"data research" entries
The "six C's": understanding the health data terrain in the era of precision medicine.
Ian Eslick, Tuhin Sinha, and Rob Rustad contributed to this post.
Download a free copy of “Navigating the Health Data Ecosystem,” the first in a series of reports covering our recent investigation into the health data ecosystem, funded by the Robert Wood Johnson Foundation.A few years ago, O’Reilly became interested in health topics, running the Strata RX conference, writing a report on How Data Science is Transforming Health Care: Solving the Wanamaker Dilemma, and publishing Hacking Healthcare. Our social network grew to include people in the health care space, informing our nascent thoughts about data in the age of the Affordable Care Act and the problems and opportunities facing the health care industry. We had the notion that aggregating data from traditional and new device-based sources could change much of what we understand about medicine — thoughts now captured by the concept of “precision medicine.”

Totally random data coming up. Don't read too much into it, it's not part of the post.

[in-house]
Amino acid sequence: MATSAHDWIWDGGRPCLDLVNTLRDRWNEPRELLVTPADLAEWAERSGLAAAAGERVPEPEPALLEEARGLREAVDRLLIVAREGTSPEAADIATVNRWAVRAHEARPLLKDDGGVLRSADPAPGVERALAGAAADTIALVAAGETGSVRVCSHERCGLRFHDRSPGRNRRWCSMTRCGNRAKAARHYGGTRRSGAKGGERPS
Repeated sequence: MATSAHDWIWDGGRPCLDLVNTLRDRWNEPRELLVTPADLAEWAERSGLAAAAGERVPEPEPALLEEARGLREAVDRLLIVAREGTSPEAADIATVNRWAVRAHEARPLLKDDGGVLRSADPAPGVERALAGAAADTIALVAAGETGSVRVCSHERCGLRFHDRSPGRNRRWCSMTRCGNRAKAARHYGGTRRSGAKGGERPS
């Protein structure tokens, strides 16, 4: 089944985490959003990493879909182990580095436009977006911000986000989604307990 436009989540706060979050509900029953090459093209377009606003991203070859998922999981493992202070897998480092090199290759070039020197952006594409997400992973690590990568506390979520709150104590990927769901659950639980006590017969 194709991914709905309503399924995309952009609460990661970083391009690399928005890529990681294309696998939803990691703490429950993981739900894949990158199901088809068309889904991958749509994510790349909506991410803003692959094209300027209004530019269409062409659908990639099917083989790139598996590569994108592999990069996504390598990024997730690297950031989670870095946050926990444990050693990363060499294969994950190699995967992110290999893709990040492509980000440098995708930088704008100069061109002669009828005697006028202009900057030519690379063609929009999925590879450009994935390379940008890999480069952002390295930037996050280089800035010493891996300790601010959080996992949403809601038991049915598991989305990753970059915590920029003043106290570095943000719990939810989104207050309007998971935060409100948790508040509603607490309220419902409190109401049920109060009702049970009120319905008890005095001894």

From that early thinking, we developed the framework for a grant with the Robert Wood Johnson Foundation (RWJF) to explore the technical, organizational, legal, privacy, and other issues around aggregating health-related data for research — to provide empirical lessons for organizations also interested in pushing for data in health care initiatives. Our new free report, Navigating the Health Data Ecosystem, begins the process of sharing what we’ve learned.
After decades of maturing in more aggressive industries, data-driven technologies are being adopted, developed, funded, and deployed throughout the health care market at an unprecedented scale. February 2015 marked the inaugural working group meeting of the newly announced NIH Precision Medicine Initiative designed to aggregate a million-person cohort of genotype/phenotype dense longitudinal health data, where donors provide researchers with the raw epidemiological evidence to develop better decision-making, treatment, and potential cures for diseases like cancer. In the past several years, many established companies and new startups have also started to apply collective intelligence and “big data” platforms to health and health care problems. All these efforts encounter a set of unique challenges that experts coming from other disciplines do not always fully appreciate. Read more…